A New Tool for Water Utilities: The Business Case for Affordability

Downloadable Tool Available to Support Development of Low-Income Discount Programs


Fran Jacquier

Millions of people in the United States struggle to afford their water bills and face dire consequences as a result, including loss of access to water, loss of housing, and more. It should go without saying that the most important reason to solve this problem is to protect everyone’s right—everyone’s human right—to safe water and sanitation. That’s the whole purpose of our public water and wastewater systems: to protect human health and the environment for everyone in their service areas.

Many leaders in the water utility sector see it that way too. But, whether or not utility managers define their mission as protecting the human right to water, they understand that their ability to fund operations, maintenance, and improvement of their infrastructure is threatened when people can’t afford to pay their bills. 

That’s because the vast majority of funding for these systems comes from ratepayers—and it will continue to, unless and until there’s a new paradigm for funding water systems in the United States. 

If you send customers water bills they can’t afford—especially low-income customers who struggle every month to make ends meet—they may not pay those bills reliably. This “often result[s] in increased costs and decreased revenues for water and wastewater utilities, impacting all customers, rich and poor alike,” as the USEPA’s Environmental Financial Advisory Board has explained

And a high rate of customer nonpayment due to unaffordable bills can even increase the utility’s cost of borrowing, as credit rating agencies take into account a utility’s collection rates.  

In short, unaffordable water bills are a money-loser for utilities, which can threaten a utility’s financial stability. 

But if you send customers bills they can afford given their household income, they’re much more likely to pay those bills on time, in full, and voluntarily (i.e., without the utility expending resources to collect unpaid bills). And that’s a financial benefit to the utility and all of its customers. 

So, there’s a “business case” for adopting programs that ensure bills are affordable for low-income residents. That’s true whether a utility is publicly-owned or privately-owned.

The new Water Affordability Business Case Tool can help.

The business case is widely acknowledged in both the energy and water utility sectors, as explored later in this blog. In the water sector, though, it has not been applied widely. It holds untapped potential to help water systems overcome perceived financial and legal barriers to offering low-income discounts.

Now, there's a new tool to meet that need. The “Water Affordability Business Case Tool” allows utilities to quantity the business case for water affordability, by modeling the financial impacts on the utility of offering low-income discounts. 

NRDC commissioned the Tool from a technical expert in utility affordability, who has decades of experience planning, implementing, and evaluating low-income utility affordability programs for clients—including water and energy utilities, state agencies, federal agencies, and non-profit organizations.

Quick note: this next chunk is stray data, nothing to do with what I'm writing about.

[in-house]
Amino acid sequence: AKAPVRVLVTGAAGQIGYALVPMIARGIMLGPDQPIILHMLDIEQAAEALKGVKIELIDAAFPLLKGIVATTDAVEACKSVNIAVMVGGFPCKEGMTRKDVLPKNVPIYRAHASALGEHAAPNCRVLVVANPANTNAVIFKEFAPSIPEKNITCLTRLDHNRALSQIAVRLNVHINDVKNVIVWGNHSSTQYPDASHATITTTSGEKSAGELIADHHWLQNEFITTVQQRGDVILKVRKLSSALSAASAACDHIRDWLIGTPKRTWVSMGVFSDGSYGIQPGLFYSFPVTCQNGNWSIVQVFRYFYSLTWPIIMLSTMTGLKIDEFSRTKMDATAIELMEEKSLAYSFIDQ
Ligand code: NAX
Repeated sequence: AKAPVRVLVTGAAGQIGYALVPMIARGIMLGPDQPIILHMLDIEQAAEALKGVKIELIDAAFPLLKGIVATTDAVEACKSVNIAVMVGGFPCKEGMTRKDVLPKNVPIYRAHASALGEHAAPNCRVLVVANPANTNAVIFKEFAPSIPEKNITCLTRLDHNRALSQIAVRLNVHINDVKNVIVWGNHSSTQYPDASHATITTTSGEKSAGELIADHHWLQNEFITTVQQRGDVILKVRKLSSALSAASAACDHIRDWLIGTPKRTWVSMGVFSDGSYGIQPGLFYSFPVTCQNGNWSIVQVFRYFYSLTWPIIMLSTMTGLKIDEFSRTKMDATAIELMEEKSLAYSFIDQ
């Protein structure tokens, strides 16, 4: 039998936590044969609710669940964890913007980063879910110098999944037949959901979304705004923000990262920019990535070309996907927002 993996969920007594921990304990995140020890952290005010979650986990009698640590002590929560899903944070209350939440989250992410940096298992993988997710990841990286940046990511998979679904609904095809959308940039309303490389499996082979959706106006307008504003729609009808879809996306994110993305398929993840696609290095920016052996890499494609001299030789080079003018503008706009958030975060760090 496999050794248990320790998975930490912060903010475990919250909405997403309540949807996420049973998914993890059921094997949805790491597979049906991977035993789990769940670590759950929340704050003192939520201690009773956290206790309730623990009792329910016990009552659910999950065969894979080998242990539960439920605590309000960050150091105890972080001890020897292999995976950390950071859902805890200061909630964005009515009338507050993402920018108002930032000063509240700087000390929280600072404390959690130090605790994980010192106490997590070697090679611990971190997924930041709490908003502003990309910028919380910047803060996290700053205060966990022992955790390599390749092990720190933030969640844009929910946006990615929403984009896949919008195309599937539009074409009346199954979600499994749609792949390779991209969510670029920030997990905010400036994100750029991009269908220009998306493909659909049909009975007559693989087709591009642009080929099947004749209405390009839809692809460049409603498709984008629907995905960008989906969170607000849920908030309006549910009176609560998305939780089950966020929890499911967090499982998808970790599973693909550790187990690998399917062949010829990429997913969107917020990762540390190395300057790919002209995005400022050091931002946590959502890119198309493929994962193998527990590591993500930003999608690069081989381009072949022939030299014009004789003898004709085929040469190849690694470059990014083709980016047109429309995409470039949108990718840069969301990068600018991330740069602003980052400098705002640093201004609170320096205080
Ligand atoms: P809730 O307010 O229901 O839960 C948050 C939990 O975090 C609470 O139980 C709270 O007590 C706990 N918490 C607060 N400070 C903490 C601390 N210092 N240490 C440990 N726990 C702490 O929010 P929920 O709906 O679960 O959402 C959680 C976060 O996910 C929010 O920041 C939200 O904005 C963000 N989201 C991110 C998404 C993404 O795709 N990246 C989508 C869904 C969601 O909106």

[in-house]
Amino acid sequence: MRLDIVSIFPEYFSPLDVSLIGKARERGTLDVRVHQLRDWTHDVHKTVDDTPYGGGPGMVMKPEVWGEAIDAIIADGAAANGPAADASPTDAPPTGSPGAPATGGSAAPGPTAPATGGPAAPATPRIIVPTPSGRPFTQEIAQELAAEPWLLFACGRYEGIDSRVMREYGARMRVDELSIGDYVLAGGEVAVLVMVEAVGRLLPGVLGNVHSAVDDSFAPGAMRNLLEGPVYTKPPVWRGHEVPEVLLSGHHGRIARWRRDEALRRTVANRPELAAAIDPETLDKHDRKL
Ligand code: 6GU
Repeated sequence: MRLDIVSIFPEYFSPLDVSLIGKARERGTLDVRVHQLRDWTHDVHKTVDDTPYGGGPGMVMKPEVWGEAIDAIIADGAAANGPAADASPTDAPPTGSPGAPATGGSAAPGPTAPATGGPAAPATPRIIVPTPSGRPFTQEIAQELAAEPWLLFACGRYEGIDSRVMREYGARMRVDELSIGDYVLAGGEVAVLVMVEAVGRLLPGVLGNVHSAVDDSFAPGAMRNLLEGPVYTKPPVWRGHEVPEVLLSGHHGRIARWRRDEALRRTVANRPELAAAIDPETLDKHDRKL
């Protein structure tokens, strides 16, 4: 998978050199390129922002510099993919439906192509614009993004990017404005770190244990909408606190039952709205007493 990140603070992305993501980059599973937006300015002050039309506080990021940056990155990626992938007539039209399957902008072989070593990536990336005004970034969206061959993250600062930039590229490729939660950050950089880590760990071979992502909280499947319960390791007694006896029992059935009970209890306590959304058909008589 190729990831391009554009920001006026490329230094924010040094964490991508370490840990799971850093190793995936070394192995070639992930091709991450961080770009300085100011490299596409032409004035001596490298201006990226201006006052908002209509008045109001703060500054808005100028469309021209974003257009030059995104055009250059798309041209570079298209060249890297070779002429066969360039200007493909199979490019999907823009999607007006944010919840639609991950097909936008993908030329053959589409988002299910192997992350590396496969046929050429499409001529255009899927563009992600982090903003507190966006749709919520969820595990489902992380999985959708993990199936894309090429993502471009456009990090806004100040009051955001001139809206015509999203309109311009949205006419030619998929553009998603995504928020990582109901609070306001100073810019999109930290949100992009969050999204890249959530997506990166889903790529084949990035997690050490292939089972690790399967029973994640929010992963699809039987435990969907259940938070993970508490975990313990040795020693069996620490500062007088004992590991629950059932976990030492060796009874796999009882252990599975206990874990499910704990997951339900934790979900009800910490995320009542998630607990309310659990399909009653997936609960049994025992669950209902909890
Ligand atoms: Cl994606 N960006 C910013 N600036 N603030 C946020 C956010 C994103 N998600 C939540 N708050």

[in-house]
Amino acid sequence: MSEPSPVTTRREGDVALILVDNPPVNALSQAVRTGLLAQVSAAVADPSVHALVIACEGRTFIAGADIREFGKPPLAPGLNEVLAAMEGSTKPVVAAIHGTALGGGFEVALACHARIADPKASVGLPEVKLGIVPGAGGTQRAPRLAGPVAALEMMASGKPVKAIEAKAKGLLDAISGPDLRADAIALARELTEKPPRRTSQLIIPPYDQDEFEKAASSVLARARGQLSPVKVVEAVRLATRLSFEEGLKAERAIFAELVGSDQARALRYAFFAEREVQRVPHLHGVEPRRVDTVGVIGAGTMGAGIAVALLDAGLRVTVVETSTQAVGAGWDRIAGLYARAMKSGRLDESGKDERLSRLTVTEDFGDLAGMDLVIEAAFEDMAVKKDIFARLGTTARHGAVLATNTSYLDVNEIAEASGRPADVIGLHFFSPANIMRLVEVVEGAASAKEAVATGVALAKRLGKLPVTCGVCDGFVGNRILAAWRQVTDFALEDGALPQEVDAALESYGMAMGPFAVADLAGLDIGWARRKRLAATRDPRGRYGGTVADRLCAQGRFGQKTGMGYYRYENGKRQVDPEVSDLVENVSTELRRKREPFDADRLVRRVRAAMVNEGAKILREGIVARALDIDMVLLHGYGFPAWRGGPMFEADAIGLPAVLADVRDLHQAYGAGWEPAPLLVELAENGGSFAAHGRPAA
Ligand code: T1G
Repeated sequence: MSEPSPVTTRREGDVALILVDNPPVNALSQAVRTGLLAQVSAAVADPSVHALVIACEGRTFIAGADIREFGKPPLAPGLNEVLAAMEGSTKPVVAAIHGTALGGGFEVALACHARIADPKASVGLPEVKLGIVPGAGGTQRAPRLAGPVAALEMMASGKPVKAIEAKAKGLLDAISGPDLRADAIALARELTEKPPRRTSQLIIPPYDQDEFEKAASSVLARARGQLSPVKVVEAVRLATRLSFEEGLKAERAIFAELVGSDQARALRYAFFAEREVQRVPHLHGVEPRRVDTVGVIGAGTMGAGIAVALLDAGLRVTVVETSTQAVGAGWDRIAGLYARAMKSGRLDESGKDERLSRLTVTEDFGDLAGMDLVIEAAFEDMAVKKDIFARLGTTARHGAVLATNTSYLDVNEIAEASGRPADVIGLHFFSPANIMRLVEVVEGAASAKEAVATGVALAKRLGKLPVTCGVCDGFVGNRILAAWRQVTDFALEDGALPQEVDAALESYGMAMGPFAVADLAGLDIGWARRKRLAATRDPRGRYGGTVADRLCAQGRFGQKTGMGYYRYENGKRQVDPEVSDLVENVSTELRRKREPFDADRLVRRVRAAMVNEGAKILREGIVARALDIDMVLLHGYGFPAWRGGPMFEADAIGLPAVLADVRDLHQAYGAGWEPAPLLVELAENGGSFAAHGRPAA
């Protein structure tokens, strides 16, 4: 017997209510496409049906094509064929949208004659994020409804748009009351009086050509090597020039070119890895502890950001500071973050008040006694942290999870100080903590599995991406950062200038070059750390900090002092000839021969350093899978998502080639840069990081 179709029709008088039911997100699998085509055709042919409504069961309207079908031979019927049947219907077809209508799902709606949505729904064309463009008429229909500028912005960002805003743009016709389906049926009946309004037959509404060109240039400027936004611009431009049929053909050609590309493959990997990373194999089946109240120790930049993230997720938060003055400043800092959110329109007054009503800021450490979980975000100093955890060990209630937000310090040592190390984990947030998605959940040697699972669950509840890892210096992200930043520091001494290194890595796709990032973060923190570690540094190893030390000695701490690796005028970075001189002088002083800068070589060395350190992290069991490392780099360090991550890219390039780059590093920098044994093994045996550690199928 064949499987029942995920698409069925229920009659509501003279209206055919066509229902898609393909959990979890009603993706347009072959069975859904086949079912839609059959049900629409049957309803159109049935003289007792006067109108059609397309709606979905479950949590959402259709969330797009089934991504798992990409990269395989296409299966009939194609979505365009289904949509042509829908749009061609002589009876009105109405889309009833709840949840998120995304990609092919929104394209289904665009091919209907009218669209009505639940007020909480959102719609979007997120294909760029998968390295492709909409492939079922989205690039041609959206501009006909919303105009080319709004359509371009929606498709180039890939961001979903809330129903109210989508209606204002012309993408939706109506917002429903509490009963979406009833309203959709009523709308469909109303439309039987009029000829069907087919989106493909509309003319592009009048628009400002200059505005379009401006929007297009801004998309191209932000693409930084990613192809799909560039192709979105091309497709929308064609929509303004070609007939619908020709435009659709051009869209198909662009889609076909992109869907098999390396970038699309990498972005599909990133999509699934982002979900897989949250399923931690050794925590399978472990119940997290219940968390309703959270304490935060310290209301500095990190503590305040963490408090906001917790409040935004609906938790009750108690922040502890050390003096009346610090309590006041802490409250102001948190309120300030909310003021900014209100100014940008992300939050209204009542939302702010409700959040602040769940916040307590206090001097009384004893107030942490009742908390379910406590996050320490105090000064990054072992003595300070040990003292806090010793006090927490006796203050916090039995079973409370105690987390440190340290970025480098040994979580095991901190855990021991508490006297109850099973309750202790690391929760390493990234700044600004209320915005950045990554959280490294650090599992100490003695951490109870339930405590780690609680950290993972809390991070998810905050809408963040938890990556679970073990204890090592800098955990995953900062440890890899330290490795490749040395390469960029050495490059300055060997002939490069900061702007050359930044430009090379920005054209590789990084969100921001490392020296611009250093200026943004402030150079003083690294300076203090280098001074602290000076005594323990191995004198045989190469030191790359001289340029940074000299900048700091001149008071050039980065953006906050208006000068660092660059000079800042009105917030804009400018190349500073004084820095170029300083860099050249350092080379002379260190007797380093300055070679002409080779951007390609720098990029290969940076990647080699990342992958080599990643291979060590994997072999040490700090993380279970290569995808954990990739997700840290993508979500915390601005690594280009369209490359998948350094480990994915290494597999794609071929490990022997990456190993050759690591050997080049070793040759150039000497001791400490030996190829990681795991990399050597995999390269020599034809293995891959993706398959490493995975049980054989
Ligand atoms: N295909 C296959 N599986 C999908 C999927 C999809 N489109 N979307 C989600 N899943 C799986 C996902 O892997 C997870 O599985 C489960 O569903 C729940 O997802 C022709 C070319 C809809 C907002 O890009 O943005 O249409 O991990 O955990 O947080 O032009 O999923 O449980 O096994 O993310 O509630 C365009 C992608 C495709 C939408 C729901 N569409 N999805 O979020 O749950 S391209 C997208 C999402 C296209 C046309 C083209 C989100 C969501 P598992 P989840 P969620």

The Tool allows users to model a range of discount program designs, including "percentage of income" affordability programs.  

We beta tested the Tool in 2022 with several water and wastewater utilities, receiving positive feedback that helped improve it. The Tool is now available as a free download here.

The former deputy director of Greater Cincinnati Water Works said of their beta test experience: “GCCW was fortunate to participate as a tester of the business case tool and definitely sees the applicability to any utility wanting to build a business case for developing a customer affordability program.”

Verna Arnette

The Tool is accompanied by several supporting resources:

  • A FAQ & Quick Start Guide, which explains how the Tool works, summarizes the required data inputs (from internal utility records and the U.S. Census Bureau), and describes the types of results (or outputs) the Tool provides.
  • A full User Manual, which provides detailed instructions and guidelines for using the Tool, along with a thorough explanation of its methodology and underlying premises and assumptions. 
  • A recorded webinar, which features the technical expert who developed the Tool and a representative of a major water utility that is using it to support development of a low-income discount program. (A shorter version of the webinar can be found here.)
  • A pair of case studies based on historical collections data from Pennsylvania energy utilities and Philadelphia's water utility, which illustrate the financial benefits to utilities of providing discounts to low-income utility customers.

The Tool is designed primarily for use by water, wastewater, and stormwater utilities that are considering low-income discount programs. Additionally, community-based organizations, state and federal oversight agencies, and other stakeholders may wish to encourage utilities to use the Tool. In some cases, they may be able to run the Tool independently using publicly available data.

There’s a clear need for more and better utility-level programs to address low-income affordability.

The Tool complements an extensive Water Affordability Advocacy Toolkit, which NRDC and National Consumer Law Center published in 2022. That Toolkit provides policy recommendations and best practices concerning, among other things, low-income assistance and affordability programs.

Some water and wastewater utilities currently offer some form of low-income discount. But, as explained in last year’s Toolkit, almost all of those programs are far too limited to ensure affordable bills and most utilities have no discount program at all.

The business case approach is accepted in the energy and water utility sectors.

The business case for low-income discounts is well-established in the energy utility sector. Studies have shown that affordable bill programs help energy utilities improve their bottom lines, through increased customer revenues and/or increased “net back” (i.e., customer revenue minus the costs of collecting unpaid bills).* 

One of the most important insights is that discounted rates are not simply a cost to the utility, in the form of lost billing revenue and program administrative costs. Rather, the utility experiences offsetting increases in revenue and avoided costs that result from making bills more affordable to customers currently struggling to pay, which the Tool allows users to model.

For example, providing 1,000 customers with a $100 discount is not a cost of $100,000 to the utility. Low-income customers pay their non-discounted bills at a lower rate than residential customers as a whole, so the baseline revenue from non-discounted bills is less than the face value of those bills. And program participants pay their discounted bills at a higher rate than non-participating low-income customers, so utilities recover a greater percentage of amounts billed to participants than they would otherwise.